Gillerman spoke of his close relationship with the late former Israeli prime minister Ariel Sharon, who appointed him ambassador to the UN. Gillerman’s background is not in politics or diplomacy, but business, and he was chairman of the Israeli Chamber of Commerce before his ambassadorial appointment.
He said Sharon warned him that the appointment to the UN would leave him lonely and facing hostility, but Gillerman said he later told the prime minister that he had been wrong. As Israel’s representative at the world body, Gillerman said, he operated on the knowledge that he represented a country that “is far, far better than most other member countries of the United Nations.”
Despite Israel’s isolation at the UN, one of Gillerman’s achievements during his time as ambassador was the proclamation of International Holocaust Remembrance Day every January. It was the first time that an Israeli-sponsored resolution was passed by the General Assembly.
Gillerman was speaking on the day that Canadian foreign minister John Baird announced his resignation from cabinet and politics. Gillerman said that he had spent several days with Baird recently in Davos, Switzerland, and had no indication that Baird was planning a major change.
“I think it’s a loss for Canada and a loss for Israel, but I wish him well,” Gillerman said, before once again praising Canada’s leaders.
“I think you have in Stephen Harper one of the greatest leaders in the world. Probably the greatest leader in the world and definitely the best friend Israel has in the world,” he said.
While the bulk of the former ambassador’s speech was ominous and pessimistic, it didn’t conclude that way.
“Despite all that, I am optimistic about the future of Israel,” he said near the end of his remarks. “I believe that the world is waking up.”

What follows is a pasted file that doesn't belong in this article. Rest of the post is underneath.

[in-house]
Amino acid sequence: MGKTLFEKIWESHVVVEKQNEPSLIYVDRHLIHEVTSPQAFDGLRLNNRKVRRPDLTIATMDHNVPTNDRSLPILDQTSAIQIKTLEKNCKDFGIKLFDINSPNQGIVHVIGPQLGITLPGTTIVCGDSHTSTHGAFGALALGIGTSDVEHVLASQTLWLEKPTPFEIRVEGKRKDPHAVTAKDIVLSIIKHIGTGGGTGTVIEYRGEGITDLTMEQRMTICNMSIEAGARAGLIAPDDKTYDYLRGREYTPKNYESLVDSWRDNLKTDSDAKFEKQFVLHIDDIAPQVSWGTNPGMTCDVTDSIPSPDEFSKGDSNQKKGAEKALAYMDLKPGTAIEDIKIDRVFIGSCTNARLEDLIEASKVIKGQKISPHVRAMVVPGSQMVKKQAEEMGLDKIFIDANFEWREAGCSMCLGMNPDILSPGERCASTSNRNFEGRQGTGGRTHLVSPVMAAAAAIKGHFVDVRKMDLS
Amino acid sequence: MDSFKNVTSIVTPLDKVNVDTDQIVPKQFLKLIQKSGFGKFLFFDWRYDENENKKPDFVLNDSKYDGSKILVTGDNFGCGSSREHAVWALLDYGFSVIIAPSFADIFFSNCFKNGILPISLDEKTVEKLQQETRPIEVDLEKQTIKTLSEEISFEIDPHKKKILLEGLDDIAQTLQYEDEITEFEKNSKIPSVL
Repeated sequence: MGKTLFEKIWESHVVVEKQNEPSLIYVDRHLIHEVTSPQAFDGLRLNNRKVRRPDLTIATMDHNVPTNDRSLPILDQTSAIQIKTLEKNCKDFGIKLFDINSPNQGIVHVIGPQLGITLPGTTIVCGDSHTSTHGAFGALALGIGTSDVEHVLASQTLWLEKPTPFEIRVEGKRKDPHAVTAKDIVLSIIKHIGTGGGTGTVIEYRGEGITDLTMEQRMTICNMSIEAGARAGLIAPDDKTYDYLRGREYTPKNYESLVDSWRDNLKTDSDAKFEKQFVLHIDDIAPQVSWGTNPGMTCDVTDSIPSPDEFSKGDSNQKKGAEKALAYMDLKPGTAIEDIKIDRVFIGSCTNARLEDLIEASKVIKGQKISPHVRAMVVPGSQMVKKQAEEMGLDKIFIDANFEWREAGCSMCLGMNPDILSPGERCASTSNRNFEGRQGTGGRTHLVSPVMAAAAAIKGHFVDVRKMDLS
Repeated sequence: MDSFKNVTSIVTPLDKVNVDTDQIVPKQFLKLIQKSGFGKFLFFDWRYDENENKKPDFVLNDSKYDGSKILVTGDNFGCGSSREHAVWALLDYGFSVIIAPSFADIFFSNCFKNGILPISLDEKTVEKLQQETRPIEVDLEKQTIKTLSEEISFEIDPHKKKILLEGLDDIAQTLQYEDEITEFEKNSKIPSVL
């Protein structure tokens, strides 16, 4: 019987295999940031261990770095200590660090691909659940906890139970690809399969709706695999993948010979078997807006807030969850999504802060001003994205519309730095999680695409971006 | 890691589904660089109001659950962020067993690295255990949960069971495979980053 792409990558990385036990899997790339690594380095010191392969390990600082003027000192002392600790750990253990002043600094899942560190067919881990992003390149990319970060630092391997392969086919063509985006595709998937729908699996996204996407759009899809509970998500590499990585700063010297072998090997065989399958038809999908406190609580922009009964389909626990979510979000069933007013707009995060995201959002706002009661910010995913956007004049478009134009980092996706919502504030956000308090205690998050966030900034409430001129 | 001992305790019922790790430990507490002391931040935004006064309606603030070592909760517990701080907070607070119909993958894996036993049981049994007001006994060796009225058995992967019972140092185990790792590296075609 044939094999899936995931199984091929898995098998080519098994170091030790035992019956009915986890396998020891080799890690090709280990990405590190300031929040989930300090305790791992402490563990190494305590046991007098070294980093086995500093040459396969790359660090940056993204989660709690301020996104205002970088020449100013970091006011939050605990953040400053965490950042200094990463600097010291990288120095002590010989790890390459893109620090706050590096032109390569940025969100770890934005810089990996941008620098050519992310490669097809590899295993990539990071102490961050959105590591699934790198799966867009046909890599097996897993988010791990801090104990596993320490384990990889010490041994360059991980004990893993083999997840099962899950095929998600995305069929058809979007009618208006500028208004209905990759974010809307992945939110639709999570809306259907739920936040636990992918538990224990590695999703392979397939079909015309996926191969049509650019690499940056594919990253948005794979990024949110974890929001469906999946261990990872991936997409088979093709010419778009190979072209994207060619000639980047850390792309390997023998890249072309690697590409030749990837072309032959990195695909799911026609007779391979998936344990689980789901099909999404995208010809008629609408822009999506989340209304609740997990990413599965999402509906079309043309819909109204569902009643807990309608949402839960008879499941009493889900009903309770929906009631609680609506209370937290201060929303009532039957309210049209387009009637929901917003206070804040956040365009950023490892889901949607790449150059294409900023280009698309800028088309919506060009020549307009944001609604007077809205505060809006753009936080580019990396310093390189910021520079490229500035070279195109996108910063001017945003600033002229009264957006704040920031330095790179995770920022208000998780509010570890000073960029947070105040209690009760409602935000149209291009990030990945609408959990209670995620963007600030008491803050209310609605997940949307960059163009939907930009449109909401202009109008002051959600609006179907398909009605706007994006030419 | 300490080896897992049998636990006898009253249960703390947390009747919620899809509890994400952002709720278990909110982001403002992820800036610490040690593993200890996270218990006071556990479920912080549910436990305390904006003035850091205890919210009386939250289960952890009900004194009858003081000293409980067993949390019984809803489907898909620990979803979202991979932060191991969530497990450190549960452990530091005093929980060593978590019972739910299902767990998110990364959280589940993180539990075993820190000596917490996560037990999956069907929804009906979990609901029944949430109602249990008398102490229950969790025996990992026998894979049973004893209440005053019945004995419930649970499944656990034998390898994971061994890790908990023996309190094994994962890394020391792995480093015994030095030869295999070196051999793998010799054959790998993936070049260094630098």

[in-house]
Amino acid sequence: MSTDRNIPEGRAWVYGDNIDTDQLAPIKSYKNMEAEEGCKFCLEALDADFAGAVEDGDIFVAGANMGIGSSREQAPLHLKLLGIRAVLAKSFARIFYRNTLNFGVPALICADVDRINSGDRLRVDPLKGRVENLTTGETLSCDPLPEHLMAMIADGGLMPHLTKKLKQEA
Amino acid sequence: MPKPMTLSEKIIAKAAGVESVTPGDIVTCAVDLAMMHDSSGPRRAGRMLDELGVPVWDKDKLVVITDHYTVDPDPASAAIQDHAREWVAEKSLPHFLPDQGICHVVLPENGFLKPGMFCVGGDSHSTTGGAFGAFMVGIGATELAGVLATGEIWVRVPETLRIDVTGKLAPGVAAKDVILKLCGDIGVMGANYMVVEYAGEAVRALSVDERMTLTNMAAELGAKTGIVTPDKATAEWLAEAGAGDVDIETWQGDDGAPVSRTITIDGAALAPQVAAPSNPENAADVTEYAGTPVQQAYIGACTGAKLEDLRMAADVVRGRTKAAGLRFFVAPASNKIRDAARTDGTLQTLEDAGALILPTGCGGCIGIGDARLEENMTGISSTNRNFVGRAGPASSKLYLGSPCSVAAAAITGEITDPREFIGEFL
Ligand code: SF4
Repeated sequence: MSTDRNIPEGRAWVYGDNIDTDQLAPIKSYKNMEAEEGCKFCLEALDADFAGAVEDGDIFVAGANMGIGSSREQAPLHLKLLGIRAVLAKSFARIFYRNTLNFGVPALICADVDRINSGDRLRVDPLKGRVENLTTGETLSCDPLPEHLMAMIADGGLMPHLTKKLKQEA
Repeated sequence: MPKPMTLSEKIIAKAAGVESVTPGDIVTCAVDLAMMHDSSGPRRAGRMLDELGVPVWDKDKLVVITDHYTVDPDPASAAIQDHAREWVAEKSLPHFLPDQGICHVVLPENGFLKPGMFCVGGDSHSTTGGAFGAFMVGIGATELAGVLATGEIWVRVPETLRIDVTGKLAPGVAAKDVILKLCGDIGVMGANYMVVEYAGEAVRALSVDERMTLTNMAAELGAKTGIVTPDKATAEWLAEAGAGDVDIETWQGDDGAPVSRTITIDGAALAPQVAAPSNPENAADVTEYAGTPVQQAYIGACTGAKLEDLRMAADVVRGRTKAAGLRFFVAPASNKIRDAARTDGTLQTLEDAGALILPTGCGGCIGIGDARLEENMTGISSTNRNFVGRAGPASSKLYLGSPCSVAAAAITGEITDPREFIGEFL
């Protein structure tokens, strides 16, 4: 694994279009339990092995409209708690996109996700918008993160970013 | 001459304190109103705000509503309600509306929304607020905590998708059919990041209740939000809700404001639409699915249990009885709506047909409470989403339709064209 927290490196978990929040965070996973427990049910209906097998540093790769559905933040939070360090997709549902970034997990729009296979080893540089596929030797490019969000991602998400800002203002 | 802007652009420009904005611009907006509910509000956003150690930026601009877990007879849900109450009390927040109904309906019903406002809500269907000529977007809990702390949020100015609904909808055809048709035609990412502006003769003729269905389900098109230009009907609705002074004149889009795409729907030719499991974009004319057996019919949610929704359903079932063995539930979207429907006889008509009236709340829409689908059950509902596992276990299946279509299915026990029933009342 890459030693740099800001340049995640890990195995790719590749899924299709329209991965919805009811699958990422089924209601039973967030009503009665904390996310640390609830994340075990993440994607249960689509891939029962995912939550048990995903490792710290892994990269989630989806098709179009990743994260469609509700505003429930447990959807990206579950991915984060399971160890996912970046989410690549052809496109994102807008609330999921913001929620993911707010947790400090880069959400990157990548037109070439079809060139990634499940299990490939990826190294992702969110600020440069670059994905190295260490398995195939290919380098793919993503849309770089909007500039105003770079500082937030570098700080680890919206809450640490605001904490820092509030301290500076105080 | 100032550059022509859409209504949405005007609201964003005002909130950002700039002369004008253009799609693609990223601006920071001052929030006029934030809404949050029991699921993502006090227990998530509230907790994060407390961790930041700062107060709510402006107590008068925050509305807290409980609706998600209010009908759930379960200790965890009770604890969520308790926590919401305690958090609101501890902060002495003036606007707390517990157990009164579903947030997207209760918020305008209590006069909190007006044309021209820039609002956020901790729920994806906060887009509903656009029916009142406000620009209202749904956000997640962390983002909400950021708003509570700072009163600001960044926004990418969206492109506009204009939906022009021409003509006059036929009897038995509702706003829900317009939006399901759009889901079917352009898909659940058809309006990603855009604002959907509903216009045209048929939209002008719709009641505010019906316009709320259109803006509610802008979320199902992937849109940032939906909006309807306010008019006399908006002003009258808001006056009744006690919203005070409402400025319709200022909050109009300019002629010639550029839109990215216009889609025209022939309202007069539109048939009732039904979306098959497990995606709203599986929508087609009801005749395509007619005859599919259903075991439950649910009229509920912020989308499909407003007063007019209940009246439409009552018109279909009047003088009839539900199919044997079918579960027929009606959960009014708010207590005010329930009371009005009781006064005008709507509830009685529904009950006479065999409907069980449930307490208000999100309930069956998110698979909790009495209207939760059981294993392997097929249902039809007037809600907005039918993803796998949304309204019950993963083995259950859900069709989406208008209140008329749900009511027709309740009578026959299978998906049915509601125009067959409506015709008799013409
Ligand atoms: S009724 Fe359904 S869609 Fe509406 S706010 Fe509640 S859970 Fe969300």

In the Arab world, he said, the fight between extremists and moderates will lead moderates to recognize that Israel is not the enemy. Comparatively moderate Arab states are as afraid of Iranian extremism and nuclear capability as Israel is – possibly more afraid – he said, and a regional agreement will emerge from shared interests.
“I believe we can reach a fair and lasting settlement with the Palestinians,” he said, adding that leadership is needed on both sides, and in the world, and that it must go beyond bilateralism. He predicted what he calls a “23-state solution,” an agreement between Israel and Arab countries that leads to lasting peace.
He went on to say that if the Palestinian issue were settled, Arab states could calm their streets and become partners with Israel.
To those who say that the United Nations is a failed, useless organization, Gillerman described it as simply a building on First Avenue in Manhattan that is only as good as its tenants. Blaming the UN for the faults of its member-states is like blaming Madison Square Garden when the Knicks lose, he said. “It’s not the UN as an organization, it’s the world we live in.” The UN General Assembly has a “built-in immoral majority,” he said.